A Week in Education
Delegates opposed government plans to keep teenagers in school or training until 18, warning that the proposed law would create mass truancy and criminality.
They also condemned school children's use of internet sites for violent and sexual cyber-bullying. English access to sites such as YouTube and Rate My Teacher should be closed off by the Government, the association agreed.
THE CONSERVATIVES set the stage for a theatrical duel with Labour over who is toughest on bad behaviour, when David Cameron reaffirmed party policy, giving heads the final say over expelling unruly pupils.
Pupils should respect and even fear their teachers, he said, in a speech designed to appeal to traditional Tory values.
The Government lunged back, exploiting infighting with the Conservative Party. "Everybody knows that discipline starts at home," said Kevin Brennan, schools minister.
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PRIMARY CHILDREN are using cannabis, say doctors at drug intervention clinics. One drugs charity, the Lifeline Project, said it was treating a six-year-old addict.
Last week, a government-commissioned report said smoking a single cannabis joint increased the risk of schizophrenia by 40 per cent.
The Government is again considering reclassifying cannabis to make possession of the drug a more serious crime, eliciting dope-smoking confessions from Cabinet ministers such as Jacqui Smith, the former schools minister who is now Home Secretary.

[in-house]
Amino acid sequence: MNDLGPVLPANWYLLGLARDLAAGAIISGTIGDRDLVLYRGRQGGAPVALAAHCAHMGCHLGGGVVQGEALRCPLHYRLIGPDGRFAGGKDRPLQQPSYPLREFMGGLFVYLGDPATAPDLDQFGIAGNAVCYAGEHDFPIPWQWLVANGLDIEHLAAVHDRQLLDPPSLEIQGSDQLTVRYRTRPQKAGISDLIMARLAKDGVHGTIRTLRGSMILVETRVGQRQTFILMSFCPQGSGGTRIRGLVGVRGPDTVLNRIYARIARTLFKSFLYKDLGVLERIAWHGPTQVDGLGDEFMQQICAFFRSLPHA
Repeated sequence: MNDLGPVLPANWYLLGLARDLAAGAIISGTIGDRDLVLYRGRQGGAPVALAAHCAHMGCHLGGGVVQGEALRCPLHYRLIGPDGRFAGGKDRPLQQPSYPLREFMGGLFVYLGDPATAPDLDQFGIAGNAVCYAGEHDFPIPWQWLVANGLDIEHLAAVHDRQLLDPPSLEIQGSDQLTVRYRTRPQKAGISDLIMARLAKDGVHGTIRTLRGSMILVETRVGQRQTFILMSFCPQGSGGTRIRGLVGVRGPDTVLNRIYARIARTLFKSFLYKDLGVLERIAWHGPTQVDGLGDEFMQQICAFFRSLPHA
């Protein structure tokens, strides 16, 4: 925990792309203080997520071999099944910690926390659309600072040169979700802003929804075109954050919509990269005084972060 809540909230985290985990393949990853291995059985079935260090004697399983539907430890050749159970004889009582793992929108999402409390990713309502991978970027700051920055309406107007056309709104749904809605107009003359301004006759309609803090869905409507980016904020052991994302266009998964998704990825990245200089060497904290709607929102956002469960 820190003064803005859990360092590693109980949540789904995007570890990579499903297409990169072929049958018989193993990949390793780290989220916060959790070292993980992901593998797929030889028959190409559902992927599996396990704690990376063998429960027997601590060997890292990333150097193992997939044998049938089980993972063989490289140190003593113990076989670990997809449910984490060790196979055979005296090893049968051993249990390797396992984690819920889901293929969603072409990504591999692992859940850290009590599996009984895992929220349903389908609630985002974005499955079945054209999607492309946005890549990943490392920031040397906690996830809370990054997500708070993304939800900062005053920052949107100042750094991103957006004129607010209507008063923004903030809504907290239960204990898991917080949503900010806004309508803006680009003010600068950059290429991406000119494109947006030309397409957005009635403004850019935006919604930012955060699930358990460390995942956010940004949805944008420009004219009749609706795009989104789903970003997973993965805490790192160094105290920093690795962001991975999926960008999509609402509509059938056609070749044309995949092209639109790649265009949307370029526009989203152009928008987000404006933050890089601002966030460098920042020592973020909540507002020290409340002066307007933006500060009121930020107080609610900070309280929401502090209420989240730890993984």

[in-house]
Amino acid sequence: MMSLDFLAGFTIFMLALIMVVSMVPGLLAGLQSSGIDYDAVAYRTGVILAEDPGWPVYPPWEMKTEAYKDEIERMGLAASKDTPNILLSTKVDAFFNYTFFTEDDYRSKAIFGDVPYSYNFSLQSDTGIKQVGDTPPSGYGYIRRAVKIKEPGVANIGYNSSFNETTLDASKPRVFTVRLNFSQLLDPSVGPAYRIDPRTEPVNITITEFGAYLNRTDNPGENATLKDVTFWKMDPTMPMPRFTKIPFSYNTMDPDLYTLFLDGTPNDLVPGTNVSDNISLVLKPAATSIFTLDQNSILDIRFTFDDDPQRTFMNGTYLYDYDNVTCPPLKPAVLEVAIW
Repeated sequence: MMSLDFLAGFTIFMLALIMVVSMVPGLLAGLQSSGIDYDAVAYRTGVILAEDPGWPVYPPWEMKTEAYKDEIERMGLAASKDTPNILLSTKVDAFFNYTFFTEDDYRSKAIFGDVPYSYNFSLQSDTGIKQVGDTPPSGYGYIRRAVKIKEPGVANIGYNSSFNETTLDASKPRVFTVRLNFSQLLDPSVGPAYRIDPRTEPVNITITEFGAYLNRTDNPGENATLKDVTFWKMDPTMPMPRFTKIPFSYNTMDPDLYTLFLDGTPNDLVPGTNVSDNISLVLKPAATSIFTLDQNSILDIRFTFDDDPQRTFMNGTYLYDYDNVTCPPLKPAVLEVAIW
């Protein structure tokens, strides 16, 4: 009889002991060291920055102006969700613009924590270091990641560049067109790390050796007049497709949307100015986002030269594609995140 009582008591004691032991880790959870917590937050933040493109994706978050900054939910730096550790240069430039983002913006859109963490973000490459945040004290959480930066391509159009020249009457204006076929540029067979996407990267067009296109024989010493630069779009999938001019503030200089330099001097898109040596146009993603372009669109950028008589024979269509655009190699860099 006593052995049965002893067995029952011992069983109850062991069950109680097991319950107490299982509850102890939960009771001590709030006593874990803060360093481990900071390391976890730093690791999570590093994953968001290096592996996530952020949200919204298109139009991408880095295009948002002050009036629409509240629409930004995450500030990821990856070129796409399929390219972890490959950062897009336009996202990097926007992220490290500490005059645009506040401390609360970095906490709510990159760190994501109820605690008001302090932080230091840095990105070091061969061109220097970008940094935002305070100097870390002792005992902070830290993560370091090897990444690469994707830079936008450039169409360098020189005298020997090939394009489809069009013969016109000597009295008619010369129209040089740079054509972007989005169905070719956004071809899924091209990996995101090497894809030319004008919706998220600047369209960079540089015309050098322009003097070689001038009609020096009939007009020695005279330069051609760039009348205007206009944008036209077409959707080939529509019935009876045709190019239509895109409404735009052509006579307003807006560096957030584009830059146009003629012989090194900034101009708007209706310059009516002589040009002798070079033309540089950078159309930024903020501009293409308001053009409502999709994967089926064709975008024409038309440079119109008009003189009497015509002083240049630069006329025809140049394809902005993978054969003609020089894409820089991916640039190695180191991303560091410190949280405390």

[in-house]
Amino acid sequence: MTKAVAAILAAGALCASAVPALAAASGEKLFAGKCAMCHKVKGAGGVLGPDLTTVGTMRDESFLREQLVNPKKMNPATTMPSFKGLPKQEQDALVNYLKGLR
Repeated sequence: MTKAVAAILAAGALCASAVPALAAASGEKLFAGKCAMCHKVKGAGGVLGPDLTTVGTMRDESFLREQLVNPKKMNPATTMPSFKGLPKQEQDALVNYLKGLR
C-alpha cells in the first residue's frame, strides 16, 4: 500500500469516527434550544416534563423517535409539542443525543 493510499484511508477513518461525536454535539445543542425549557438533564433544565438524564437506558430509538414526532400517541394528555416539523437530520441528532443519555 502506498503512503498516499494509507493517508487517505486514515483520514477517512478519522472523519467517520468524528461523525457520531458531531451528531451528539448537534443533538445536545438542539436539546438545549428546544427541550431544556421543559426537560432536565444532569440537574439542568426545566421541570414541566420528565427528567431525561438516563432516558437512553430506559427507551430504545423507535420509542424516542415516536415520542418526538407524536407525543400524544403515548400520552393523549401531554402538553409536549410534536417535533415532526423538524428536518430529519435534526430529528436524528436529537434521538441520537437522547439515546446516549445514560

THE GOVERNMENT plans to stop teens loitering on street corners with a Pounds 184 million plan to build a youth club in every neighbourhood.
The policy, which could be good news for Britain's medal prospects in table tennis at the London Olympics, is intended to offer teenagers somewhere to "hang out" after school and engage in constructive activities.
Beverley Hughes, the children's minister, also proposed "coming of age ceremonies" like US high school graduation ceremonies.
SCHOOLS HAVE been criticised for forcing children to grow up too fast by disclosing that Santa Claus does not really exist. Now a Somerset school is accused of giving away the ending to the last Harry Potter book.
Carolyn Banfield, headteacher at St John's Church of England primary school in Midsomer Norton, defended her decision to read from Harry Potter and the Deathly Hallows, saying the extract read at the end-of-term assembly was chosen to reflect the theme of saying goodbye.
But the National Confederation of Parent Teacher Associations said the reading has broken the magic spell for children, who had previously been won over to reading by the JK Rowling series.